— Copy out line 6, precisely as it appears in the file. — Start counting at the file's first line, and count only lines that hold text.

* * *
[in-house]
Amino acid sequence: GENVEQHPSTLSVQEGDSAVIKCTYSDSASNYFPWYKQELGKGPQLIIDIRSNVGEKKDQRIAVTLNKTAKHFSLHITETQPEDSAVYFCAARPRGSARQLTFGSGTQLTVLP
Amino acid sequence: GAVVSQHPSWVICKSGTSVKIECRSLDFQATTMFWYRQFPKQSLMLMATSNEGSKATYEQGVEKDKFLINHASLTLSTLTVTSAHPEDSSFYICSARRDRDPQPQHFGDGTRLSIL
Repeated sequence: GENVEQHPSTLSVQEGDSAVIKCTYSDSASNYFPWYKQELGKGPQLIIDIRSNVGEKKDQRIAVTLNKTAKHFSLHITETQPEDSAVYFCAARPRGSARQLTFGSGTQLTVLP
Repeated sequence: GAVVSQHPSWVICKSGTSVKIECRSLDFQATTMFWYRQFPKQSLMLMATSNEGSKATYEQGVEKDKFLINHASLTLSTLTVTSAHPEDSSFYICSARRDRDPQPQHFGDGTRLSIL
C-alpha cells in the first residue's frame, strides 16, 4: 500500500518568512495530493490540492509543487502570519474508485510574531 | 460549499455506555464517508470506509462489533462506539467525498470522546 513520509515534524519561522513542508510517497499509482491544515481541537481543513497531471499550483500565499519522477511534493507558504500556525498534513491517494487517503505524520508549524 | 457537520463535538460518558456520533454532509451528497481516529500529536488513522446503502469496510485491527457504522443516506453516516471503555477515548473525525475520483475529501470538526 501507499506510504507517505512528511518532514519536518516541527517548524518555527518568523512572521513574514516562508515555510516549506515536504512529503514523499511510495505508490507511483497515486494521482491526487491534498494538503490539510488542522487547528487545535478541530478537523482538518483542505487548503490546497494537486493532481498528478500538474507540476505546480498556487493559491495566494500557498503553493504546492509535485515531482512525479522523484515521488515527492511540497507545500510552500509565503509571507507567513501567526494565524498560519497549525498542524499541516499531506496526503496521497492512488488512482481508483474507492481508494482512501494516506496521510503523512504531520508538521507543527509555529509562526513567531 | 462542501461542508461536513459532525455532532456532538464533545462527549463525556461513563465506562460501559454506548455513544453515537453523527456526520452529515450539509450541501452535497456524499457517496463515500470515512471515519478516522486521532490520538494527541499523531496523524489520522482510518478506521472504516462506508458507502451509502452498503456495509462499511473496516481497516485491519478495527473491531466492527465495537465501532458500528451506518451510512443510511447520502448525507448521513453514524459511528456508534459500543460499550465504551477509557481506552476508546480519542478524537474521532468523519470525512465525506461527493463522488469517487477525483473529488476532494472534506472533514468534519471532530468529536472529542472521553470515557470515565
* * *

C-alpha cells in the first residue's frame, strides 16, 4: 500500500518568512495530493490540492509543487502570519474508485510574531 | 460549499455506555464517508470506509462489533462506539467525498470522546 513520509515534524519561522513542508510517497499509482491544515481541537481543513497531471499550483500565499519522477511534493507558504500556525498534513491517494487517503505524520508549524 | 457537520463535538460518558456520533454532509451528497481516529500529536488513522446503502469496510485491527457504522443516506453516516471503555477515548473525525475520483475529501470538526 501507499506510504507517505512528511518532514519536518516541527517548524518555527518568523512572521513574514516562508515555510516549506515536504512529503514523499511510495505508490507511483497515486494521482491526487491534498494538503490539510488542522487547528487545535478541530478537523482538518483542505487548503490546497494537486493532481498528478500538474507540476505546480498556487493559491495566494500557498503553493504546492509535485515531482512525479522523484515521488515527492511540497507545500510552500509565503509571507507567513501567526494565524498560519497549525498542524499541516499531506496526503496521497492512488488512482481508483474507492481508494482512501494516506496521510503523512504531520508538521507543527509555529509562526513567531 | 462542501461542508461536513459532525455532532456532538464533545462527549463525556461513563465506562460501559454506548455513544453515537453523527456526520452529515450539509450541501452535497456524499457517496463515500470515512471515519478516522486521532490520538494527541499523531496523524489520522482510518478506521472504516462506508458507502451509502452498503456495509462499511473496516481497516485491519478495527473491531466492527465495537465501532458500528451506518451510512443510511447520502448525507448521513453514524459511528456508534459500543460499550465504551477509557481506552476508546480519542478524537474521532468523519470525512465525506461527493463522488469517487477525483473529488476532494472534506472533514468534519471532530468529536472529542472521553470515557470515565